Read another response by Miriam Solomon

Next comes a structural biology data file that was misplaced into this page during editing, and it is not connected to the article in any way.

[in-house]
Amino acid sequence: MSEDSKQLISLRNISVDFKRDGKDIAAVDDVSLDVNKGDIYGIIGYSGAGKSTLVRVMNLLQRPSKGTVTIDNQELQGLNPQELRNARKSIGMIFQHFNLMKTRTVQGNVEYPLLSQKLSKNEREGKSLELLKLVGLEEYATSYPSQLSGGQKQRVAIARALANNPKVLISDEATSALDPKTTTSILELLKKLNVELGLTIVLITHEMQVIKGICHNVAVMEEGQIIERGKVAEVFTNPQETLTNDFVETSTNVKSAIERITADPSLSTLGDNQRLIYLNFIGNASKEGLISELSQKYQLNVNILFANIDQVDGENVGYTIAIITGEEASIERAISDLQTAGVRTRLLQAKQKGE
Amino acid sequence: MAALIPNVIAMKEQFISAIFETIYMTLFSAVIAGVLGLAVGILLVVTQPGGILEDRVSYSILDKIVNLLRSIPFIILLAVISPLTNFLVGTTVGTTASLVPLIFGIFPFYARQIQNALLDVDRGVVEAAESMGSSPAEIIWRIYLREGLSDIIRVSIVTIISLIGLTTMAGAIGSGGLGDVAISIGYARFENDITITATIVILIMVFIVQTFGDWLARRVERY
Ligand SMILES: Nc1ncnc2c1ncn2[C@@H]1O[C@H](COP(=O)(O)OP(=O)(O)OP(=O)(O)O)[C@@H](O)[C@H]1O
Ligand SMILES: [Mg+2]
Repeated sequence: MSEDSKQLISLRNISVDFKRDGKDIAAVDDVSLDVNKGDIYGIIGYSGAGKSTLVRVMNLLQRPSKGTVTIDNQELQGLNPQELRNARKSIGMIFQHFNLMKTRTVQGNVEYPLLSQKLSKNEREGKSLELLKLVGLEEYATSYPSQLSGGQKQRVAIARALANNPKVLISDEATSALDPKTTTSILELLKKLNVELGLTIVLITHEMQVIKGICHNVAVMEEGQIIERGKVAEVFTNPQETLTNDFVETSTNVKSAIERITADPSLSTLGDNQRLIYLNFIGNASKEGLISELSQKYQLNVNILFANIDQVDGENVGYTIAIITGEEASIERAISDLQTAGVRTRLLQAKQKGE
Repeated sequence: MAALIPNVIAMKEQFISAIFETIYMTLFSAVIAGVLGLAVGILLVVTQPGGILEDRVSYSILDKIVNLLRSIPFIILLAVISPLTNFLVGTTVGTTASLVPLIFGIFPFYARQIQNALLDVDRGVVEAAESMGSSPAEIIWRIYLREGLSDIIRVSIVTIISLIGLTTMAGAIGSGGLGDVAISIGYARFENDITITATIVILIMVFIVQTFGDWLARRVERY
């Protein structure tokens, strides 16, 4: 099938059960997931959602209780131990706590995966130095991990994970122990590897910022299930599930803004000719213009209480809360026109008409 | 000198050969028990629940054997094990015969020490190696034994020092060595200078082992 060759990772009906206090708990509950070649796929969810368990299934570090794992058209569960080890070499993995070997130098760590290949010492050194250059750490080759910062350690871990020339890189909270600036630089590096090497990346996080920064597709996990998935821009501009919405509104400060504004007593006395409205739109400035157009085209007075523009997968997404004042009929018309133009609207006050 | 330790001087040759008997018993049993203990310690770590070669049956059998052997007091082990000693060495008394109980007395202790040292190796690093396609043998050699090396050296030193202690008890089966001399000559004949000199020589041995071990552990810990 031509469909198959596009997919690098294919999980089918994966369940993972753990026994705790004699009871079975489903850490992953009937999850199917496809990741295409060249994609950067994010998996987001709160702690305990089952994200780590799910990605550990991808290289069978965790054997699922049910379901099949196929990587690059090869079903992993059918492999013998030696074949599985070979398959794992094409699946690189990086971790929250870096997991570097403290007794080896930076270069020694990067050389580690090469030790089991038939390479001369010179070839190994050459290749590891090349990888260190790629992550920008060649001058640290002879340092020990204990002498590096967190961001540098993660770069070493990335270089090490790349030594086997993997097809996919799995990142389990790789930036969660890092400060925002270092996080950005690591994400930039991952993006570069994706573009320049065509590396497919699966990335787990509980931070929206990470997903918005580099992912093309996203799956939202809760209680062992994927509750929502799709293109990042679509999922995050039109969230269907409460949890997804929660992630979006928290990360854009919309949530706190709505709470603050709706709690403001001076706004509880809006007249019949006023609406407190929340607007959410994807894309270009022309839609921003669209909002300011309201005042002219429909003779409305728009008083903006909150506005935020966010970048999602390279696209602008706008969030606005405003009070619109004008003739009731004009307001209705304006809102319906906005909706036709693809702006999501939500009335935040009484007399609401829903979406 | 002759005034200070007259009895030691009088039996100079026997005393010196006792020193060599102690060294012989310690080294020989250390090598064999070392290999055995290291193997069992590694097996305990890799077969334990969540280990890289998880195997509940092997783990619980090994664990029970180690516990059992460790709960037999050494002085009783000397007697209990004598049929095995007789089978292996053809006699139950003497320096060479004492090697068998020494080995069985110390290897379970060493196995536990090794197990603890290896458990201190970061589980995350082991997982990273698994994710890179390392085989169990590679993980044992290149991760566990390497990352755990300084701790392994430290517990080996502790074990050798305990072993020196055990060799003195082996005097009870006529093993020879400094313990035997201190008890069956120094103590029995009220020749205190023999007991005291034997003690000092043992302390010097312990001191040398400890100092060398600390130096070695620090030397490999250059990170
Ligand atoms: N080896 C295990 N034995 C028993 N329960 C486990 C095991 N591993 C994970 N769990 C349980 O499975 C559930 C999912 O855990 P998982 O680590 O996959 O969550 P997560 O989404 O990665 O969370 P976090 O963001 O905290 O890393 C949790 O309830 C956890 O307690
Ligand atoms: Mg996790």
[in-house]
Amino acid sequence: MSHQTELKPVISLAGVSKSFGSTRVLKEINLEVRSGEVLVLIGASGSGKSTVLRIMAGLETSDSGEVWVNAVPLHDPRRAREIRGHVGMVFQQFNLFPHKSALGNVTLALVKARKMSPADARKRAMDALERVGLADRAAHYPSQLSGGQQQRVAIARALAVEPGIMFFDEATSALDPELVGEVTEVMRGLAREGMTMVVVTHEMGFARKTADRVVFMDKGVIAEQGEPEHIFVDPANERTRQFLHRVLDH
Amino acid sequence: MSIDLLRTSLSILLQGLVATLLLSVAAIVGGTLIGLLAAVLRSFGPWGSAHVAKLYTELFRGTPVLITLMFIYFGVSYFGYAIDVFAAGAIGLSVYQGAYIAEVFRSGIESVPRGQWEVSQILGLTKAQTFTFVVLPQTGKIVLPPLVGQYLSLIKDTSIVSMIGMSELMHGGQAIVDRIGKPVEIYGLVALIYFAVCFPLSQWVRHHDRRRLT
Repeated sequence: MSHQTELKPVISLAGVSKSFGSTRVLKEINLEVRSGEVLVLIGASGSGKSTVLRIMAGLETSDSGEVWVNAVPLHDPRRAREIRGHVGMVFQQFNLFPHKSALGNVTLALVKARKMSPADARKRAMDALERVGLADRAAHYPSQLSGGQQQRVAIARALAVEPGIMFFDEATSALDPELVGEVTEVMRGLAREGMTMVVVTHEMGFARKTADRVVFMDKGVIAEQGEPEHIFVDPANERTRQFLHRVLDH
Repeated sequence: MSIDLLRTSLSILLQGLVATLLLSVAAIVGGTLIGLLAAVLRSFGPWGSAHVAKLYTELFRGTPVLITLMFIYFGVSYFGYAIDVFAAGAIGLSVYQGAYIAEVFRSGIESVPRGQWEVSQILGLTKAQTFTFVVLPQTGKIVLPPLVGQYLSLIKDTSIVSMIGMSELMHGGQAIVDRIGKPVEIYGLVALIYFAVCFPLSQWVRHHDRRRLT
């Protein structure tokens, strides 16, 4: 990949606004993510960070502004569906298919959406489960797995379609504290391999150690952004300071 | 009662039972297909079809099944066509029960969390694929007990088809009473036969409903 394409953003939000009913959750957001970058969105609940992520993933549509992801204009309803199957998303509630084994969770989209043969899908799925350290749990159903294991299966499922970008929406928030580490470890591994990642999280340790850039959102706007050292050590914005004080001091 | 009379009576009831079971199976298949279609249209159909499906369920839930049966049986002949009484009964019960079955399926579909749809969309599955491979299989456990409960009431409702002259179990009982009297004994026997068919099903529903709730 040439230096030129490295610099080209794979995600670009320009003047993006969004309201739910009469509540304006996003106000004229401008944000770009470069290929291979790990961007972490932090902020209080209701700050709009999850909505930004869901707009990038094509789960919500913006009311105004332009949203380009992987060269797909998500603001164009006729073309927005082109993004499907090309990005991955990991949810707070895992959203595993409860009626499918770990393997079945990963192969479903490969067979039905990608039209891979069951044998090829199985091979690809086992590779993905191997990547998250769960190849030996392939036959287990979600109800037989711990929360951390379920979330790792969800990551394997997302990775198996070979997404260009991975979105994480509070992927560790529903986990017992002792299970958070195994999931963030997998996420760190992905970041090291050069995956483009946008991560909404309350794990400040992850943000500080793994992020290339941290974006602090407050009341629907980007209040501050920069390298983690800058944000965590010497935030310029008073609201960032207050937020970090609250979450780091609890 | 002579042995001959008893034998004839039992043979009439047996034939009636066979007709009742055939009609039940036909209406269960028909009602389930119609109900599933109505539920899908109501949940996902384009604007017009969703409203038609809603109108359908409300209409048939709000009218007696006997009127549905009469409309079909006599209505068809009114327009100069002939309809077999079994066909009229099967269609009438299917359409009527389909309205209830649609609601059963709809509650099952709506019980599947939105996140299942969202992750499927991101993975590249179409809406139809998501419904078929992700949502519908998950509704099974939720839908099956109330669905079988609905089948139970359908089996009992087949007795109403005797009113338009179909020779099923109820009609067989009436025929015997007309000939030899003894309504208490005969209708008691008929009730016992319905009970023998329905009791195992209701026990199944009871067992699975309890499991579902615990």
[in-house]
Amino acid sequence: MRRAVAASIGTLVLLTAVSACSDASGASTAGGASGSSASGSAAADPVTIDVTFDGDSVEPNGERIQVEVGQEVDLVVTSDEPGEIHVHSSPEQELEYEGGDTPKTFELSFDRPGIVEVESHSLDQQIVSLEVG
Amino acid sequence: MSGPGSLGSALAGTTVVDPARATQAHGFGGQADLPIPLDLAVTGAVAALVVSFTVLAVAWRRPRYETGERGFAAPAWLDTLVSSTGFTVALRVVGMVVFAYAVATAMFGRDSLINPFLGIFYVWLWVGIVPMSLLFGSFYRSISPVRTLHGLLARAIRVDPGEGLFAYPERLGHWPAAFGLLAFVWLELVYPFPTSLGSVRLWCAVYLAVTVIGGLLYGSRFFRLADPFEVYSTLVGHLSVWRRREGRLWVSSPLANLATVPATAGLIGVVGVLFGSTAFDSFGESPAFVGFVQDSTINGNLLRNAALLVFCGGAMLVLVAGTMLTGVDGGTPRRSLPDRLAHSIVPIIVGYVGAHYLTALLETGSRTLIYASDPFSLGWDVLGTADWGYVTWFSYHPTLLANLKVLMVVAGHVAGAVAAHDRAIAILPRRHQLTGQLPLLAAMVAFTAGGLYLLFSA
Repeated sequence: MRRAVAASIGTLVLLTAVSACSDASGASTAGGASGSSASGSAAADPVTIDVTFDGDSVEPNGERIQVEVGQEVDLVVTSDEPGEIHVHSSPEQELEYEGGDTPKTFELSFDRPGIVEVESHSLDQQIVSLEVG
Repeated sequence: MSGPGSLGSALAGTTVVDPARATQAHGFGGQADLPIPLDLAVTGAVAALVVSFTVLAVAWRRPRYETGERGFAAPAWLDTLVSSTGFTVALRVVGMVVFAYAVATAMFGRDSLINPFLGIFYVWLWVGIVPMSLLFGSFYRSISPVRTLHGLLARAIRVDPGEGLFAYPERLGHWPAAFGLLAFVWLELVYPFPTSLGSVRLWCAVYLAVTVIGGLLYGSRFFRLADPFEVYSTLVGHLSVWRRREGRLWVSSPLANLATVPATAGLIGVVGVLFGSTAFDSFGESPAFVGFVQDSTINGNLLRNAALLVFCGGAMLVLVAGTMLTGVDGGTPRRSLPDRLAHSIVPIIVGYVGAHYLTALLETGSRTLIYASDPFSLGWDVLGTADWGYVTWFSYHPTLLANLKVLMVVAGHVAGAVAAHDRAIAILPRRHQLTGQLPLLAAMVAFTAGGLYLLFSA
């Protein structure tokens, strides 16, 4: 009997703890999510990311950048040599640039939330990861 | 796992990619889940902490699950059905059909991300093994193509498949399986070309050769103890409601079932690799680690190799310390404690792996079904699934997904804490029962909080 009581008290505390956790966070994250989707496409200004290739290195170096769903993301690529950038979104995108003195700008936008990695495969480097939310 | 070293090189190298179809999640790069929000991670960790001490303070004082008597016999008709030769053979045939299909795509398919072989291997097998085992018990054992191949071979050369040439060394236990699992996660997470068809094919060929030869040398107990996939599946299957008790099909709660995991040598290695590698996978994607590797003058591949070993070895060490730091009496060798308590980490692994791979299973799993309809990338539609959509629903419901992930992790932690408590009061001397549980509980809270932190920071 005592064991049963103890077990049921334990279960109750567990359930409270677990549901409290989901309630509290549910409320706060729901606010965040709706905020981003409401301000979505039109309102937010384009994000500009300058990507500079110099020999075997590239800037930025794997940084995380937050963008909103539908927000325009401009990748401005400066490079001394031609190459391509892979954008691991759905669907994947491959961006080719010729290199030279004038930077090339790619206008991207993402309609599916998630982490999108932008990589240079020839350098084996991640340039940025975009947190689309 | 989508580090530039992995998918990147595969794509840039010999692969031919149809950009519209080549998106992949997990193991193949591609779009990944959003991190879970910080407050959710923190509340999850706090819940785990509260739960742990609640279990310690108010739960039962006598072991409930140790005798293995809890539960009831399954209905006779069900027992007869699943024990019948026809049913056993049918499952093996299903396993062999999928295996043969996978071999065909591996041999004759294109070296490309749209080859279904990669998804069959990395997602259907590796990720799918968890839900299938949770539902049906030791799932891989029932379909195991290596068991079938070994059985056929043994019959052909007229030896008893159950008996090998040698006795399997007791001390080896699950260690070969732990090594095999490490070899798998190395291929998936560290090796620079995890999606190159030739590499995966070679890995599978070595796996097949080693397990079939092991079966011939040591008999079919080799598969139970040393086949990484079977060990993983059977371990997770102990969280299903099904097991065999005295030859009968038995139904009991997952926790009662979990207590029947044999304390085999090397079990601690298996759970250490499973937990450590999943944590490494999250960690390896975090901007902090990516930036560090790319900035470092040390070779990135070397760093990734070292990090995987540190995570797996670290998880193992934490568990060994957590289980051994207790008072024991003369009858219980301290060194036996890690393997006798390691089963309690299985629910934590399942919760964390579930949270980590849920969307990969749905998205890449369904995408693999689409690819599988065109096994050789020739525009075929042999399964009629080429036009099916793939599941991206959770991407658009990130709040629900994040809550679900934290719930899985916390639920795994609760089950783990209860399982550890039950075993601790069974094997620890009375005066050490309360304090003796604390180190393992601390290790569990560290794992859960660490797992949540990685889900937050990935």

Is there any validity in the following argument? By medical science we keep people with severe chronical diseases alive and these people are free to reproduce. Already there has been an increase in people with chronical diseases, maybe because of our progression in medical science. So, in the future, it is possibly that we will all struggle with many chronical diseases, unless we accelerate in stem-cell research or genetic manipultaion. With this I see only two opportunities: either deny the chronically diseased to reproduce (Which I think is quite unethical) or "play God" and rid our selves with these plagues with either genetic manipulation or stem-cell research (which is also unethical, for some). But not matter what ethical principles one leans on, these two options are the only sensible ones, of course to the exception of not doing anything (which is also unethical). So we have here, three unethical options, depending on one´s ethical affiliation: 1. Everyone will be chronically diseased. 2. Chronically diseased will be refused to reproduce, and 3. We excel in stem-cell research and genetic manipulation. If you ask me, I would say that everyone would agree that being in a state where everyone is diseased is the least ethical one, we should intervene if we can. The second most unethical option is refusing people to reproduce, as this is a fundamental aspect of human life, without it it could cause mass depression. The third option, although for some is unethical, is the least, because the stem cells that are extracted can not feel pain, and it does not hinder anyone in fulfilling a good life, it only makes some people angry.